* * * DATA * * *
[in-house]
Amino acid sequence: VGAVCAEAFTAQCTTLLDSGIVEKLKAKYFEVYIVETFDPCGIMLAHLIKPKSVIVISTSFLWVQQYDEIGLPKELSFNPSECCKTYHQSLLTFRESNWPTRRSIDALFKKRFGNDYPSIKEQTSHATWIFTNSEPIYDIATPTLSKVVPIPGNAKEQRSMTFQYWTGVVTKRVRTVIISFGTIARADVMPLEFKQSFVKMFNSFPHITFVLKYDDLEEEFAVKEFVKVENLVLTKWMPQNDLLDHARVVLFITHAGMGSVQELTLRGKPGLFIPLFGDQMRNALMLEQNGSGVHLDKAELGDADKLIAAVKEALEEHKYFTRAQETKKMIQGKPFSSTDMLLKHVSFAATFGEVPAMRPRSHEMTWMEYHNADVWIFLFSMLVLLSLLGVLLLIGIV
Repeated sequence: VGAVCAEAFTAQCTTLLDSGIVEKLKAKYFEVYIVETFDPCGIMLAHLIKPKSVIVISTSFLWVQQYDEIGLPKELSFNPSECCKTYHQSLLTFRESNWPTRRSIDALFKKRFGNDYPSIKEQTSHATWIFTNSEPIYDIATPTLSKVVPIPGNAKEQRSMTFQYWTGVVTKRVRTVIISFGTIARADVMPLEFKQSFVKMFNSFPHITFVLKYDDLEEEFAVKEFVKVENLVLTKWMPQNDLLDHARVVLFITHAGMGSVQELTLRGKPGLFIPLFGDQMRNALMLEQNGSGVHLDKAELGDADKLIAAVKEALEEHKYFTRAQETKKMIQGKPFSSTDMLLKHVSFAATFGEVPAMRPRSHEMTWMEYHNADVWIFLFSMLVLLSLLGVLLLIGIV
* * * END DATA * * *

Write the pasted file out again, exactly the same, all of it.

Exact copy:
[in-house]
Amino acid sequence: VGAVCAEAFTAQCTTLLDSGIVEKLKAKYFEVYIVETFDPCGIMLAHLIKPKSVIVISTSFLWVQQYDEIGLPKELSFNPSECCKTYHQSLLTFRESNWPTRRSIDALFKKRFGNDYPSIKEQTSHATWIFTNSEPIYDIATPTLSKVVPIPGNAKEQRSMTFQYWTGVVTKRVRTVIISFGTIARADVMPLEFKQSFVKMFNSFPHITFVLKYDDLEEEFAVKEFVKVENLVLTKWMPQNDLLDHARVVLFITHAGMGSVQELTLRGKPGLFIPLFGDQMRNALMLEQNGSGVHLDKAELGDADKLIAAVKEALEEHKYFTRAQETKKMIQGKPFSSTDMLLKHVSFAATFGEVPAMRPRSHEMTWMEYHNADVWIFLFSMLVLLSLLGVLLLIGIV
Repeated sequence: VGAVCAEAFTAQCTTLLDSGIVEKLKAKYFEVYIVETFDPCGIMLAHLIKPKSVIVISTSFLWVQQYDEIGLPKELSFNPSECCKTYHQSLLTFRESNWPTRRSIDALFKKRFGNDYPSIKEQTSHATWIFTNSEPIYDIATPTLSKVVPIPGNAKEQRSMTFQYWTGVVTKRVRTVIISFGTIARADVMPLEFKQSFVKMFNSFPHITFVLKYDDLEEEFAVKEFVKVENLVLTKWMPQNDLLDHARVVLFITHAGMGSVQELTLRGKPGLFIPLFGDQMRNALMLEQNGSGVHLDKAELGDADKLIAAVKEALEEHKYFTRAQETKKMIQGKPFSSTDMLLKHVSFAATFGEVPAMRPRSHEMTWMEYHNADVWIFLFSMLVLLSLLGVLLLIGIV